As a parent, you do everything you can to give your child a positive and joyful upbringing that also prepares them for the harsh real world. Sometimes, despite your best efforts, your child ends up learning about human cruelty first-hand, thanks to school bullies. If your child's teacher and school administrators aren't taking steps to curtail the bullying, it may be time to consult with an attorney. This particularly applies in cases where the bullying results from your child's gender, race, sexual orientation, gender identity or religion. An attorney can help advocate for your child to the school.
Your child has the right to safely receive an education
The New York City public schools have had a difficult history with bullying. In fact, in 2016, a class action lawsuit was filed against the New York City Department of Education. The lawsuit contends that students of color and LGBTQIA students often experience increased risk for harassment and violence. It also contends that school and city officials have failed to address violence and a toxic culture in the public schools. The lawsuit claims that statistics showing a drop in violence in the schools are inaccurate, as they only reflect situations where law enforcement become involved.
Bullying can have long-term consequences for your child
Those who are regularly bullied in their education institution may suffer from the consequences for years to come. Their academic performance could suffer due to missed classes, a fear of speaking up or even stolen homework. Their ability to socially network may decrease, as they may avoid all but necessary interactions with their peers. They can develop low self-esteem and other issues, such as social anxiety, that could require expensive therapy to adequately address. In short, bullying can damage your child's sense of well being and his or her future. It is a serious matter.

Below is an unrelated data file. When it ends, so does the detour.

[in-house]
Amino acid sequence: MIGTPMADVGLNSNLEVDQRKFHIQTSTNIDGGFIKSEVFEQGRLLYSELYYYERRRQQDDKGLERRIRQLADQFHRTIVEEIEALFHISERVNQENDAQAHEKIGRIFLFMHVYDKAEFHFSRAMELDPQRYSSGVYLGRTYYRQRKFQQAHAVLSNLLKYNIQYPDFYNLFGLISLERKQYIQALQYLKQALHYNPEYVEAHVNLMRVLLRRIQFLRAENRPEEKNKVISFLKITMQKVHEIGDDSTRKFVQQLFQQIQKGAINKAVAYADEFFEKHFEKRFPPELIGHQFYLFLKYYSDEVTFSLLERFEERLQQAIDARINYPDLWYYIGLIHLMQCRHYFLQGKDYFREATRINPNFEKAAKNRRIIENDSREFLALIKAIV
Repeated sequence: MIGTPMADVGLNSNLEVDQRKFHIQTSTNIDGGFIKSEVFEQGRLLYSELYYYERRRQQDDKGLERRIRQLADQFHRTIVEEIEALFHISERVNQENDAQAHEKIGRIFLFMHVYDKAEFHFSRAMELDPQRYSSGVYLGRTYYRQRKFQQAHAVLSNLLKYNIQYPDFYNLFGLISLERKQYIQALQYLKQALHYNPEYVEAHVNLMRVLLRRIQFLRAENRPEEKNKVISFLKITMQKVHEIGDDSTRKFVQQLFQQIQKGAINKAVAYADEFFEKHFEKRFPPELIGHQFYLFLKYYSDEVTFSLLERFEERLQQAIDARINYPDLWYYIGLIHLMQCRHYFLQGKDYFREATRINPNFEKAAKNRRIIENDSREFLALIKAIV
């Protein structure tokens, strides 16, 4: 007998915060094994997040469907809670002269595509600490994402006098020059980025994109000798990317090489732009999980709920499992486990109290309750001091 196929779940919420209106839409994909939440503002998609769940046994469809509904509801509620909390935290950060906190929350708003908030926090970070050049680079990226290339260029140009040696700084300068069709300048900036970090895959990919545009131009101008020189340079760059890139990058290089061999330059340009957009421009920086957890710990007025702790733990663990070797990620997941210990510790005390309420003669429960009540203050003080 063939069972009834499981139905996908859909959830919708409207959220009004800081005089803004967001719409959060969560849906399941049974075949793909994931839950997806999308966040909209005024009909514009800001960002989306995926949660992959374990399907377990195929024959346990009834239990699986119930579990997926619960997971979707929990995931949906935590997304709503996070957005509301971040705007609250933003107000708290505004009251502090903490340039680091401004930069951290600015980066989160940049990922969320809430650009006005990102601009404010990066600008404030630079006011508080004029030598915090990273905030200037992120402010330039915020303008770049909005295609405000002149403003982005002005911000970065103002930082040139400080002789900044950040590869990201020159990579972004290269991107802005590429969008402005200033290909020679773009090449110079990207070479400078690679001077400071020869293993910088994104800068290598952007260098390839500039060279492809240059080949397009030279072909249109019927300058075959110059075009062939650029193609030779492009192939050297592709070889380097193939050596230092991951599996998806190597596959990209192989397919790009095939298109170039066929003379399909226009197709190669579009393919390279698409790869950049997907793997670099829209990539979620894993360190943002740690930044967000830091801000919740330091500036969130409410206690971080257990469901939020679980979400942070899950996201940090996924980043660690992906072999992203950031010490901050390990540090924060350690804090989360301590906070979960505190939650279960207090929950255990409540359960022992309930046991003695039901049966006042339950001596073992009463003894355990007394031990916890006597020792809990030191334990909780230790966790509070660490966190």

If your school isn't taking action, you need an attorney
Many national organizations take a firm stance that bullying is a civil rights issue. Additionally. Simply punishing perpetrators won't end the bullying. The students engaging in bullying behavior need intensive help, likely including therapy and sensitivity training. If your child's school isn't taking necessary steps to protect your child from bullies, you need to speak with an attorney. An attorney can review the details of your child's situation and determine if the bullying is the result of your child being a member of a protected group, such as the LGBTQIA community.
Your children deserves a safe and healthy environment for their education. If school officials and teachers aren't taking your issues seriously, an attorney can help. They can impress the seriousness of the situation upon those who can make a difference for your child.